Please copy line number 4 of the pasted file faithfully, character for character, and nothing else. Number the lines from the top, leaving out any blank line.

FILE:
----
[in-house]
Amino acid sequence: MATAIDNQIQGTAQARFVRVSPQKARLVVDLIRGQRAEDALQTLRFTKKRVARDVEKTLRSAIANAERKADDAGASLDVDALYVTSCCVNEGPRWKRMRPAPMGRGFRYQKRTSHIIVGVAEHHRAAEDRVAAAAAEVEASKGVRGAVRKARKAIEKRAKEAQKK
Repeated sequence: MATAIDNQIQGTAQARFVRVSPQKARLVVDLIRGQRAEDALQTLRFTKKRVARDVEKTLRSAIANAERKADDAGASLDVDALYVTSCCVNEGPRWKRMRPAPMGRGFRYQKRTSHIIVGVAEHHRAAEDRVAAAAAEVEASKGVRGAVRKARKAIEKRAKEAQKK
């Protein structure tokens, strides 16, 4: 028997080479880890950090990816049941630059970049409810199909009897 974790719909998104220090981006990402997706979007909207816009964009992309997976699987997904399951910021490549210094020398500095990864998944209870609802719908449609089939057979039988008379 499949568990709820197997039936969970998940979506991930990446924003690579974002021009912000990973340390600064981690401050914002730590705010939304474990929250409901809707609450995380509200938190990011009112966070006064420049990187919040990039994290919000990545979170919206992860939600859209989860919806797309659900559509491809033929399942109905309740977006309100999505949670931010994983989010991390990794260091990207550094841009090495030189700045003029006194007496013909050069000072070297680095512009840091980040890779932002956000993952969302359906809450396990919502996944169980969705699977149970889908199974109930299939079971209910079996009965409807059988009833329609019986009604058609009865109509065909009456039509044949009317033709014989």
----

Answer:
């Protein structure tokens, strides 16, 4: 028997080479880890950090990816049941630059970049409810199909009897 974790719909998104220090981006990402997706979007909207816009964009992309997976699987997904399951910021490549210094020398500095990864998944209870609802719908449609089939057979039988008379 499949568990709820197997039936969970998940979506991930990446924003690579974002021009912000990973340390600064981690401050914002730590705010939304474990929250409901809707609450995380509200938190990011009112966070006064420049990187919040990039994290919000990545979170919206992860939600859209989860919806797309659900559509491809033929399942109905309740977006309100999505949670931010994983989010991390990794260091990207550094841009090495030189700045003029006194007496013909050069000072070297680095512009840091980040890779932002956000993952969302359906809450396990919502996944169980969705699977149970889908199974109930299939079971209910079996009965409807059988009833329609019986009604058609009865109509065909009456039509044949009317033709014989």